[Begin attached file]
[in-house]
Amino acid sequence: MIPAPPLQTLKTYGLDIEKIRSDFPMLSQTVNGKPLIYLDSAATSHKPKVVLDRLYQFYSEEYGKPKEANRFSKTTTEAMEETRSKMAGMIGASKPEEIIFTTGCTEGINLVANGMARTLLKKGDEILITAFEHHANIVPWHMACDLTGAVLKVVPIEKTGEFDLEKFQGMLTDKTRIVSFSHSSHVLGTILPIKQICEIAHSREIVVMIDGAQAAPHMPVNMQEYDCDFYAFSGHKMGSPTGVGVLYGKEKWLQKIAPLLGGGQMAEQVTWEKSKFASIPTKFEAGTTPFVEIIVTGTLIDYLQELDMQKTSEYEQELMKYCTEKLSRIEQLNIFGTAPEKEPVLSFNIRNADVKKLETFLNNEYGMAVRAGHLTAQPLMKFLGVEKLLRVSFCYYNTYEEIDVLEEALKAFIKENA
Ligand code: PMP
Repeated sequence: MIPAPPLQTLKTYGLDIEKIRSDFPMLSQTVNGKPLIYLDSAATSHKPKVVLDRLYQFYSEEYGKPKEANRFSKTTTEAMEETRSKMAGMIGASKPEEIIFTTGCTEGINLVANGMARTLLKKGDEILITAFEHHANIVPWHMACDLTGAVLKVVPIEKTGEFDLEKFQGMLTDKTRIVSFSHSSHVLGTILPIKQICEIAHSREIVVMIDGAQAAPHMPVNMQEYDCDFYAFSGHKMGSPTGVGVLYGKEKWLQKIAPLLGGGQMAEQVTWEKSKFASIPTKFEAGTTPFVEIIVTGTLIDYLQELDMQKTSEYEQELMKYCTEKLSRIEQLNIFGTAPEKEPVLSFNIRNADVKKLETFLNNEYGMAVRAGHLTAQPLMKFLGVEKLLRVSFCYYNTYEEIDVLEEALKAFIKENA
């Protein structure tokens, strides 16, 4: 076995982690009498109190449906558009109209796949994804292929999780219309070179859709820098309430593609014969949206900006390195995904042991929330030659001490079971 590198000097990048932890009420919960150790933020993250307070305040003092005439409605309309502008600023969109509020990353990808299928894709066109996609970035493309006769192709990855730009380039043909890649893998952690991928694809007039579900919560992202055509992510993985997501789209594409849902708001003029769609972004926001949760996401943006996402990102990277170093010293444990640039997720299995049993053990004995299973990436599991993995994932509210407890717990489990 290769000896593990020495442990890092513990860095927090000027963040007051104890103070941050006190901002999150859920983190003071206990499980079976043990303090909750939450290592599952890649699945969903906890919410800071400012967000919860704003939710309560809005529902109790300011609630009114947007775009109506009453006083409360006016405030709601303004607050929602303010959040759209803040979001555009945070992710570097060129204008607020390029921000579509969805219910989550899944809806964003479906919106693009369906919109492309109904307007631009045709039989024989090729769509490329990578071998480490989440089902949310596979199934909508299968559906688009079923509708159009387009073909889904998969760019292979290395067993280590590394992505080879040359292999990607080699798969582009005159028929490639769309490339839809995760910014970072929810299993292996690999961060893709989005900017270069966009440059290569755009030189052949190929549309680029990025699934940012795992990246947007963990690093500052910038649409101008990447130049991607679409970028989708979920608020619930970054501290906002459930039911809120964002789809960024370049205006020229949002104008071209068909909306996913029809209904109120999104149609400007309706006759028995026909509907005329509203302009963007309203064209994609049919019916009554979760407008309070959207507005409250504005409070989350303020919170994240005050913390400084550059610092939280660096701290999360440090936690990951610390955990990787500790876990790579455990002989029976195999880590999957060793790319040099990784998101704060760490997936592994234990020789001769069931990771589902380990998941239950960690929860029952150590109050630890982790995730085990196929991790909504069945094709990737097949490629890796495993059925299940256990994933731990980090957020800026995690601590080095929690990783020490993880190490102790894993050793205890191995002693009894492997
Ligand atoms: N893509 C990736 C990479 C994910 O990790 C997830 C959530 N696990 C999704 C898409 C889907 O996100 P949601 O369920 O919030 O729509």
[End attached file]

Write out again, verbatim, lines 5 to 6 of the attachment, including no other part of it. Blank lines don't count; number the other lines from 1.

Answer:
């Protein structure tokens, strides 16, 4: 076995982690009498109190449906558009109209796949994804292929999780219309070179859709820098309430593609014969949206900006390195995904042991929330030659001490079971 590198000097990048932890009420919960150790933020993250307070305040003092005439409605309309502008600023969109509020990353990808299928894709066109996609970035493309006769192709990855730009380039043909890649893998952690991928694809007039579900919560992202055509992510993985997501789209594409849902708001003029769609972004926001949760996401943006996402990102990277170093010293444990640039997720299995049993053990004995299973990436599991993995994932509210407890717990489990 290769000896593990020495442990890092513990860095927090000027963040007051104890103070941050006190901002999150859920983190003071206990499980079976043990303090909750939450290592599952890649699945969903906890919410800071400012967000919860704003939710309560809005529902109790300011609630009114947007775009109506009453006083409360006016405030709601303004607050929602303010959040759209803040979001555009945070992710570097060129204008607020390029921000579509969805219910989550899944809806964003479906919106693009369906919109492309109904307007631009045709039989024989090729769509490329990578071998480490989440089902949310596979199934909508299968559906688009079923509708159009387009073909889904998969760019292979290395067993280590590394992505080879040359292999990607080699798969582009005159028929490639769309490339839809995760910014970072929810299993292996690999961060893709989005900017270069966009440059290569755009030189052949190929549309680029990025699934940012795992990246947007963990690093500052910038649409101008990447130049991607679409970028989708979920608020619930970054501290906002459930039911809120964002789809960024370049205006020229949002104008071209068909909306996913029809209904109120999104149609400007309706006759028995026909509907005329509203302009963007309203064209994609049919019916009554979760407008309070959207507005409250504005409070989350303020919170994240005050913390400084550059610092939280660096701290999360440090936690990951610390955990990787500790876990790579455990002989029976195999880590999957060793790319040099990784998101704060760490997936592994234990020789001769069931990771589902380990998941239950960690929860029952150590109050630890982790995730085990196929991790909504069945094709990737097949490629890796495993059925299940256990994933731990980090957020800026995690601590080095929690990783020490993880190490102790894993050793205890191995002693009894492997
Ligand atoms: N893509 C990736 C990479 C994910 O990790 C997830 C959530 N696990 C999704 C898409 C889907 O996100 P949601 O369920 O919030 O729509």